By Daniel Macfarlane
Nik Wallenda’s impending and controversial tightrope walk across Niagara Falls, set for June 15, is just the most recent in a long line of such spectacles (e.g. actually going over the falls!) at the iconic cataract. Given the banality of the carnivalesque at the Niagara Falls – just think of circus-style attractions – it has often interpreted as a touchstone of cultural and social history, ranging from the epitome of the North American natural sublime in past centuries, to the cradle of electricity since the late 19th century, honeymoon central since the mid-20th century, and then serving as a symbol of environmental degradation (Love Canal) in more recent decades.
But I would argue that what is going on underneath Niagara Falls, is much more intriguing, and culturally revealing, if not as made-for-TV dramatic as a tightrope walk. Ontario Power Generation, one of the successor organizations to Ontario Hydro, is set to finish a massive 10.4 km mega-tunnel in 2013 which will take water from above the cataract, funnel it underneath the community of Niagara Falls, Ontario to the Sir Adam Beck powerhouses downstream. But this tunnel is nothing new, as it joins similar diversion tunnels and conduits that were built throughout the 20th century (Canadian Geographic recently featured this tunnel’s construction, including a map of the past and present tunnels, in its April 2012 issue). The soon-to-be-completed tunnel is part of a massive and historic hydro-electric production landscape in which water falling down the Niagara escarpment has been diverted on both sides of the border in order to generate power.
Concerns about balancing the benefits of hydro power (and the industrial development that tends to accompany it) with the public’s concern for the natural appeal (and tourist dollars, from the state’s perspective) of the falls have been ongoing since the turn of the 20th century. Public pressure led to some diversion restrictions, but other forces (i.e. government and industry) pushing for increased diversions got their way more often than not. Various transnational schemes were forwarded that tried to achieve both aims: simultaneously divert water and maintain the scenic spectacle of the cataract. While this may sound contradictory, such plans formed the basis for the 1950 Canadian-American Niagara treaty between Canada and the United States.
Under the terms of this bilateral agreement, a control weir was built above the waterfalls, water diverted into newly-constructed tunnels, and the flanks and river bed leading up to the actual falls modified and manipulated so that the “impression of volume” would be maintained despite the massive amounts of water that no longer crashed over the precipice (see attached pictures). It was about making less water look like more in order to retain the “natural” appearance of the Falls. This had included the development of a special “telecolorimeter” to test for the desired “greenish-blue” colour of the cascading water. The remedial works were also intended to reduce “spray problems,” as excessive mist was scaring off visitors to the tunnels behind Table Rock. This all speaks to the commodification of the Niagara experience, a process that was intertwined with the other tourist trappings prevalent at Niagara Falls: nature should be sanitized, made predictable and orderly, and packaged for easy consumption.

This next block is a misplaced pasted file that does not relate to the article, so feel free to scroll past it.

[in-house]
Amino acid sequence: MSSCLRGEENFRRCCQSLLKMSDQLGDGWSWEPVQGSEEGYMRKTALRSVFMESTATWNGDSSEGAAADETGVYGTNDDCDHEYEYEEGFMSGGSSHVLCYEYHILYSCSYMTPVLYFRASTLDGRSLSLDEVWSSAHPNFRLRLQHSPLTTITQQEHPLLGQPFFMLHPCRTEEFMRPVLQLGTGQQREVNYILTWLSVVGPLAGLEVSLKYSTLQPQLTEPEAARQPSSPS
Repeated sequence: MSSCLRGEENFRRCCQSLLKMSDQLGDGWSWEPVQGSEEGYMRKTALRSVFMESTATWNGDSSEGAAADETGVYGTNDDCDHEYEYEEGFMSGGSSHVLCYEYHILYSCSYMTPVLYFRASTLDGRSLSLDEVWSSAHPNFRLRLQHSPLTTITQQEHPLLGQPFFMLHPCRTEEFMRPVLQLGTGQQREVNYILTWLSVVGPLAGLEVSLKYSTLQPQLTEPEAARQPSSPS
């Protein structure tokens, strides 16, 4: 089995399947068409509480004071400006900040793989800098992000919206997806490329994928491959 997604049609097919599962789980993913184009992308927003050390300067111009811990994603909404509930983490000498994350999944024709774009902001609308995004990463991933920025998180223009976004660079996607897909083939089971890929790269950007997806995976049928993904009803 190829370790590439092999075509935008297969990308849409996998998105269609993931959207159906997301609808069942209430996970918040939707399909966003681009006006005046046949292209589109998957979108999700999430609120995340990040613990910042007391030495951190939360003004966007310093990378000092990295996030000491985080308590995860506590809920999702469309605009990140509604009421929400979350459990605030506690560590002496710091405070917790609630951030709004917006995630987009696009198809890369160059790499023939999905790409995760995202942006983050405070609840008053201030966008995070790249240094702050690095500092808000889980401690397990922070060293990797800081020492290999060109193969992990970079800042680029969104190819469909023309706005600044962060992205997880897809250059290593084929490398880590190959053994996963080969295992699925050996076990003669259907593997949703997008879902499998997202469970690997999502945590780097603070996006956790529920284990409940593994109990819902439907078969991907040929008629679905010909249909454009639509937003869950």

Because of the treaty stipulations, 2/3 of the water of the Niagara River was legally diverted to the hydro plants, rather than going over the falls, during non-tourist hours (8 a.m. to 10 p.m. from April to mid-September, and
from 8 a.m. to 8 p.m. during the fall). The various governments spoke of the cataract as if it were a water faucet to be turned on and off according to aesthetic whim; indeed, Niagara Falls is essentially treated like a tap, engineered to serve the power plants. This may be disheartening, even shocking, to those who revel in Niagara’s glory. The history of Niagara Falls power and beauty development indicates that “conservation” is a contested and fluid concept, with varying motives and results. It certainly is a testament to past governmental and planners urges to treat the environment as something to be controlled and dominated. It shows that, even at a place as iconic and revered as Niagara Falls, such considerations take a backseat to progress and industry.
However, I also have not told the whole story. Canada and the U.S. further conspired in the 1960s and 1970s to increase the amount of water that could be diverted away from the falls, and even went as far as to shut off the American Falls for a period of time to explore renovating its rock face and talus. But public opposition played a strong role in dissuading many of the further “improvements” – indicating the power, forgive the pun, which such opposition can have. Furthermore, one could ask what, outside of the subjective loss of scenic grandeur, are the environmental drawbacks of plumbing Niagara for hydro-electricity? Hydro power is generally more environmentally friendly than other standard forms of mass energy production, with the major exception of the ecological impacts of reworking river and water ecosystems that hydro dams usually entail (e.g. St. Lawrence, Columbia, and Northern Quebec projects). But at Niagara, the falls act as the dam, and no flooding or major reorganization of watershed ecology has been necessary.
Nonetheless, treating Niagara like a tap seems wrong to me, and there are surely consequences for attempting to have one’s cake and eat it, too – or to have one’s power and “natural” beauty, too – even if they are not immediately apparent. At the very least, the modern history of the Niagara Falls relays a complicated story that should give us pause when it comes to conceptualizing natural beauty and natural resources.